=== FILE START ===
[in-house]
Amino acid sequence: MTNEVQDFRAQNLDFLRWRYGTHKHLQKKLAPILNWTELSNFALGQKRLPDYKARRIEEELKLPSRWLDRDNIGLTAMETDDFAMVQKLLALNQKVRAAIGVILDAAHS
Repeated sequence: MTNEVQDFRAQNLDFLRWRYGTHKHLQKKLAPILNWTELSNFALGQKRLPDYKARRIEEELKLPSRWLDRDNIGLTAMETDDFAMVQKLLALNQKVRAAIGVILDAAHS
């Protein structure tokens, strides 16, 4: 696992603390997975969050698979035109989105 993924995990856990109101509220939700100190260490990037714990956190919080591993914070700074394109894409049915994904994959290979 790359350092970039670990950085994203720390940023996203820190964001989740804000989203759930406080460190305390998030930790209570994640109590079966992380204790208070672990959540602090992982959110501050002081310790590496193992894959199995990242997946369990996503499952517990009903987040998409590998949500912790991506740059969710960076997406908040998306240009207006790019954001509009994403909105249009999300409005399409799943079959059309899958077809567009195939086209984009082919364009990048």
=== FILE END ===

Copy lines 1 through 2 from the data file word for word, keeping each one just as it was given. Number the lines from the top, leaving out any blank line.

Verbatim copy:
[in-house]
Amino acid sequence: MTNEVQDFRAQNLDFLRWRYGTHKHLQKKLAPILNWTELSNFALGQKRLPDYKARRIEEELKLPSRWLDRDNIGLTAMETDDFAMVQKLLALNQKVRAAIGVILDAAHS